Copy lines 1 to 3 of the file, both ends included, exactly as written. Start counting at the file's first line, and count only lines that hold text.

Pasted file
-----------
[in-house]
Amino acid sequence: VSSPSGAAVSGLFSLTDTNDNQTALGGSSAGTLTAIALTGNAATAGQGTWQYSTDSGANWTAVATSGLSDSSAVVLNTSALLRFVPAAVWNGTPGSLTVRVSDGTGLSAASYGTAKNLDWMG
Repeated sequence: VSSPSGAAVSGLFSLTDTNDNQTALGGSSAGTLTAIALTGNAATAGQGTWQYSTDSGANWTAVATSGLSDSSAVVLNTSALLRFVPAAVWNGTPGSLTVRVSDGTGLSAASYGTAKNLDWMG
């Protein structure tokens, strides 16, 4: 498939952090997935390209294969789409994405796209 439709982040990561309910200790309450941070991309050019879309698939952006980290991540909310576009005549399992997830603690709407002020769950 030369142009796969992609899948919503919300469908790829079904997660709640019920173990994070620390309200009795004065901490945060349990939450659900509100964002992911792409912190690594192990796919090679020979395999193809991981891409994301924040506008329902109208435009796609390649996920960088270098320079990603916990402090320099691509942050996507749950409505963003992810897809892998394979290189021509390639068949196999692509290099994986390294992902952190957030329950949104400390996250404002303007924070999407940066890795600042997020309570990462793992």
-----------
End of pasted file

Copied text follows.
[in-house]
Amino acid sequence: VSSPSGAAVSGLFSLTDTNDNQTALGGSSAGTLTAIALTGNAATAGQGTWQYSTDSGANWTAVATSGLSDSSAVVLNTSALLRFVPAAVWNGTPGSLTVRVSDGTGLSAASYGTAKNLDWMG
Repeated sequence: VSSPSGAAVSGLFSLTDTNDNQTALGGSSAGTLTAIALTGNAATAGQGTWQYSTDSGANWTAVATSGLSDSSAVVLNTSALLRFVPAAVWNGTPGSLTVRVSDGTGLSAASYGTAKNLDWMG